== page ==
How N-iX deals with cybersecurity threats in Ukraine
N-iX has partnered with many enterprises that operate in highly data-sensitive industries such as finance, healthcare, and energy, and it is extremely important for us to ensure that customers’ data remains protected. Hence, in addition to the already established high standards of information security, the N-iX security team created new measures that bolstered our cybersecurity even further. Let’s take a closer look at how N-iX deals with cyberthreats.
Compliance with data security standards
One of the key fundamentals that ensure safe access and use of data in a tech partnership is compliance with data protection standards. To make sure that our company meets all contractual, legal, and regulatory requirements, N-iX complies with the following data protection standards:
- ISO 27001:2013. This standard ensures that a company establishes secure management systems for their clients.
- ISO 9001:2015. The standard signifies a high level of organizational management.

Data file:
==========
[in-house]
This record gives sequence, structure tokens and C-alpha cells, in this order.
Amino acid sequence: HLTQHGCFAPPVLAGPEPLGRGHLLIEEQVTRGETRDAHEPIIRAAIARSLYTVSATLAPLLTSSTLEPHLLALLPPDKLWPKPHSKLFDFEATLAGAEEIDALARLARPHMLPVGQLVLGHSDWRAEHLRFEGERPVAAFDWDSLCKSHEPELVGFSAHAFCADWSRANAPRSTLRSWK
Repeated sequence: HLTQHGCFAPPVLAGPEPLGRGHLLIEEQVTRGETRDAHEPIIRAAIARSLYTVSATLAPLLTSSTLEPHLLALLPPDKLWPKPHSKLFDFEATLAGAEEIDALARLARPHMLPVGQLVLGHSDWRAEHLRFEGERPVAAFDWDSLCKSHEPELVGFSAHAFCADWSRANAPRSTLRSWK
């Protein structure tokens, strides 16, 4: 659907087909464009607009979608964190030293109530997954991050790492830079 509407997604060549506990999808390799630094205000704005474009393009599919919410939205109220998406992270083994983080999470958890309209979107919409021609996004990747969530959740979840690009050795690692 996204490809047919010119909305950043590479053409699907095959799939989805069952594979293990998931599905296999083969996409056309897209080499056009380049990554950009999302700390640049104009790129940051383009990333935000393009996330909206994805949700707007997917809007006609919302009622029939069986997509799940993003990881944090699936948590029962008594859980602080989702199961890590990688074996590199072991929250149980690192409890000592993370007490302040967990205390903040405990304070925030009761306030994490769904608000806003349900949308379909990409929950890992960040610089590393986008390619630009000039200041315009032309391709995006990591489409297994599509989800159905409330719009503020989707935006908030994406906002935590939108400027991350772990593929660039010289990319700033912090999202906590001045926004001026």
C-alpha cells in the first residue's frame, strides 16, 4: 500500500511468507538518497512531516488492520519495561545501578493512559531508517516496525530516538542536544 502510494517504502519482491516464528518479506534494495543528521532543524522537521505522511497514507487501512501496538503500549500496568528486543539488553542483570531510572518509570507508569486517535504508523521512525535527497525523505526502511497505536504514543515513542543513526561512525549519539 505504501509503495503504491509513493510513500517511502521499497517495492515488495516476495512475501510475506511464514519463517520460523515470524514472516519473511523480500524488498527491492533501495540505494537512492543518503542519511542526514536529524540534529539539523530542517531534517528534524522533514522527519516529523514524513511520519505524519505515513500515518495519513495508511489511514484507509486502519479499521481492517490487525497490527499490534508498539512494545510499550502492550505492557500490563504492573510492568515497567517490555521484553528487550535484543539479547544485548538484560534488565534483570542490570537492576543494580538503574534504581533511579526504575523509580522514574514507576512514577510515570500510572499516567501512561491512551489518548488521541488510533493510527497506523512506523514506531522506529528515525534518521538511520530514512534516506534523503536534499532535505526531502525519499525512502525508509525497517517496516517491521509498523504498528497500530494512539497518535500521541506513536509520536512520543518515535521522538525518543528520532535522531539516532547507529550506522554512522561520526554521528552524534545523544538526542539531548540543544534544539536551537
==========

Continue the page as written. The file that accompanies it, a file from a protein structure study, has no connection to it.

- PCI DSS. This is an obligatory standard that ensures the financial data security of companies that accept card payments and handle cardholder information.
- GDPR. Compliance with this EU regulation ensures data protection and privacy on the territory of the European Union.
- HIPAA. This standard ensures the secure handling of sensitive medical data of our clients that operate in healthcare.
To make sure that N-iX meets these standards, we go through regular external audits by third-party service providers. In addition to external audits, the N-iX Security Team performs regular internal audits (twice per year, on average) to make sure that our organization and all employees remain updated on the latest developments in data protection.
Business continuity plan (BCP)
The N-iX Security Team has implemented a robust business continuity and disaster recovery plan that ensures the smooth operation of all critical business systems during force majeure events, war being one of them. The N-iX BCP covers the following:
- Backup scenario;
- Backup failure;
- Server failures;
- Power failures;
- Network security attacks;